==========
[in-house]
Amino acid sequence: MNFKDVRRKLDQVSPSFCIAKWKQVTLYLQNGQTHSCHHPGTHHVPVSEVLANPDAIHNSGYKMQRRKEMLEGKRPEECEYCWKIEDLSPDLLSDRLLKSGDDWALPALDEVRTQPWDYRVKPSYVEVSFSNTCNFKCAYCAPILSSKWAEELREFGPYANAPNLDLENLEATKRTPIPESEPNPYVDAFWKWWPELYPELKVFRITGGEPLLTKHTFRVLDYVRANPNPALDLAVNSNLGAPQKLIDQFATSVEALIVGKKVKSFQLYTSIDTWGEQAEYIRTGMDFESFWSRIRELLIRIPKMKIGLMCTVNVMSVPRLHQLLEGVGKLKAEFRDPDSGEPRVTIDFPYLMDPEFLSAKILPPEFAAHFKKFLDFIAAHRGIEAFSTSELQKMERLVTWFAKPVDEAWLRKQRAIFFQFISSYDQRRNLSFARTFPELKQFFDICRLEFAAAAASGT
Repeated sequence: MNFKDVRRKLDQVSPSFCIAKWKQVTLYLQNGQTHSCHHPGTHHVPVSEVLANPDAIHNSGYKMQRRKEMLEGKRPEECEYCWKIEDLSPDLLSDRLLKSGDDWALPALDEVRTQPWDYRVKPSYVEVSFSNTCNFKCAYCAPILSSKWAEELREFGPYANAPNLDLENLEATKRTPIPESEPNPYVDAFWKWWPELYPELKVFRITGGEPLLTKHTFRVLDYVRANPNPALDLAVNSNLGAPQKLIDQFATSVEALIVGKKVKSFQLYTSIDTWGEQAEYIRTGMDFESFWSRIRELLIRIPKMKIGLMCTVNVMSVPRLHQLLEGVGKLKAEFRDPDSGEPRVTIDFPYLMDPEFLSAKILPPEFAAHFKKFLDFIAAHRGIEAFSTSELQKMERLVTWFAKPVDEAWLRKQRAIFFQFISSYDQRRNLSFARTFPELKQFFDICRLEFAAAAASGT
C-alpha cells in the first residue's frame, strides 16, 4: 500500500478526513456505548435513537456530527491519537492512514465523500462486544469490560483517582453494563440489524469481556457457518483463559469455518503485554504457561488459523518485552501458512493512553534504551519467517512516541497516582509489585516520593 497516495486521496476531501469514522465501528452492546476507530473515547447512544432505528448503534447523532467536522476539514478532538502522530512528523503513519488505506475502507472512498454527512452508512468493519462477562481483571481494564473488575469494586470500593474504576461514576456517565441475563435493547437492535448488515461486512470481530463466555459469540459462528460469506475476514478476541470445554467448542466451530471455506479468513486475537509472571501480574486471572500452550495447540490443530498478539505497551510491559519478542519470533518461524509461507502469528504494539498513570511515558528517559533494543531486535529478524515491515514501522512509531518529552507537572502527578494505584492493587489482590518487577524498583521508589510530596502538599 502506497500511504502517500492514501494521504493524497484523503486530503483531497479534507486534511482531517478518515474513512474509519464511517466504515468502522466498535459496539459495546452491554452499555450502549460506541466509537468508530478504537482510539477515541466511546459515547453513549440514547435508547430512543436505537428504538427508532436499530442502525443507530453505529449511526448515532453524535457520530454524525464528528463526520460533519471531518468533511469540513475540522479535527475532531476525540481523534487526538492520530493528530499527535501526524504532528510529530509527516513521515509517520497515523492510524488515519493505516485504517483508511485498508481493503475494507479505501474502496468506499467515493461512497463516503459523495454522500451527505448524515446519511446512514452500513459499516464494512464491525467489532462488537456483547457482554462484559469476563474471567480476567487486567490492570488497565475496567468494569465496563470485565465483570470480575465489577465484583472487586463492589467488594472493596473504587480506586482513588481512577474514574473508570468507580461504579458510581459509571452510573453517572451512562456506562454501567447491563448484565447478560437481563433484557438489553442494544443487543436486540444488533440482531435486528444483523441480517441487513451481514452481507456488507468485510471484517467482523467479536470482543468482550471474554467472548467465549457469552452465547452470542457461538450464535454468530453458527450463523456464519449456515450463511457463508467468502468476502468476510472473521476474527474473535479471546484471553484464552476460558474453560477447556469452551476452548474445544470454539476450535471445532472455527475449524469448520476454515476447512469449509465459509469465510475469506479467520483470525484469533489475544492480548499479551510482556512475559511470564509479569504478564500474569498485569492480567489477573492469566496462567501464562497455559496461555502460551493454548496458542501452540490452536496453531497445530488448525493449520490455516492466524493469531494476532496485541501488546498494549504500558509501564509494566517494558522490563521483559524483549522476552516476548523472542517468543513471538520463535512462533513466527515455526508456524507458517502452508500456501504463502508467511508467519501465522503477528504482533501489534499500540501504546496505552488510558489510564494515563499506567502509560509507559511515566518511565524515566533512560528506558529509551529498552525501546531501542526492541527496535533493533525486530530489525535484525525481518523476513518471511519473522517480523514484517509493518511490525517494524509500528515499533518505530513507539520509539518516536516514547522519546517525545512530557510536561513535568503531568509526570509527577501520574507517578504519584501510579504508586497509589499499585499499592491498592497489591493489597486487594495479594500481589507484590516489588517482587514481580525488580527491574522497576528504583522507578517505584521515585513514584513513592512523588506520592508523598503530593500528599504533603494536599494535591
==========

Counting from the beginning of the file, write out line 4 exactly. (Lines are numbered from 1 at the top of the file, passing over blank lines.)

C-alpha cells in the first residue's frame, strides 16, 4: 500500500478526513456505548435513537456530527491519537492512514465523500462486544469490560483517582453494563440489524469481556457457518483463559469455518503485554504457561488459523518485552501458512493512553534504551519467517512516541497516582509489585516520593 497516495486521496476531501469514522465501528452492546476507530473515547447512544432505528448503534447523532467536522476539514478532538502522530512528523503513519488505506475502507472512498454527512452508512468493519462477562481483571481494564473488575469494586470500593474504576461514576456517565441475563435493547437492535448488515461486512470481530463466555459469540459462528460469506475476514478476541470445554467448542466451530471455506479468513486475537509472571501480574486471572500452550495447540490443530498478539505497551510491559519478542519470533518461524509461507502469528504494539498513570511515558528517559533494543531486535529478524515491515514501522512509531518529552507537572502527578494505584492493587489482590518487577524498583521508589510530596502538599 502506497500511504502517500492514501494521504493524497484523503486530503483531497479534507486534511482531517478518515474513512474509519464511517466504515468502522466498535459496539459495546452491554452499555450502549460506541466509537468508530478504537482510539477515541466511546459515547453513549440514547435508547430512543436505537428504538427508532436499530442502525443507530453505529449511526448515532453524535457520530454524525464528528463526520460533519471531518468533511469540513475540522479535527475532531476525540481523534487526538492520530493528530499527535501526524504532528510529530509527516513521515509517520497515523492510524488515519493505516485504517483508511485498508481493503475494507479505501474502496468506499467515493461512497463516503459523495454522500451527505448524515446519511446512514452500513459499516464494512464491525467489532462488537456483547457482554462484559469476563474471567480476567487486567490492570488497565475496567468494569465496563470485565465483570470480575465489577465484583472487586463492589467488594472493596473504587480506586482513588481512577474514574473508570468507580461504579458510581459509571452510573453517572451512562456506562454501567447491563448484565447478560437481563433484557438489553442494544443487543436486540444488533440482531435486528444483523441480517441487513451481514452481507456488507468485510471484517467482523467479536470482543468482550471474554467472548467465549457469552452465547452470542457461538450464535454468530453458527450463523456464519449456515450463511457463508467468502468476502468476510472473521476474527474473535479471546484471553484464552476460558474453560477447556469452551476452548474445544470454539476450535471445532472455527475449524469448520476454515476447512469449509465459509469465510475469506479467520483470525484469533489475544492480548499479551510482556512475559511470564509479569504478564500474569498485569492480567489477573492469566496462567501464562497455559496461555502460551493454548496458542501452540490452536496453531497445530488448525493449520490455516492466524493469531494476532496485541501488546498494549504500558509501564509494566517494558522490563521483559524483549522476552516476548523472542517468543513471538520463535512462533513466527515455526508456524507458517502452508500456501504463502508467511508467519501465522503477528504482533501489534499500540501504546496505552488510558489510564494515563499506567502509560509507559511515566518511565524515566533512560528506558529509551529498552525501546531501542526492541527496535533493533525486530530489525535484525525481518523476513518471511519473522517480523514484517509493518511490525517494524509500528515499533518505530513507539520509539518516536516514547522519546517525545512530557510536561513535568503531568509526570509527577501520574507517578504519584501510579504508586497509589499499585499499592491498592497489591493489597486487594495479594500481589507484590516489588517482587514481580525488580527491574522497576528504583522507578517505584521515585513514584513513592512523588506520592508523598503530593500528599504533603494536599494535591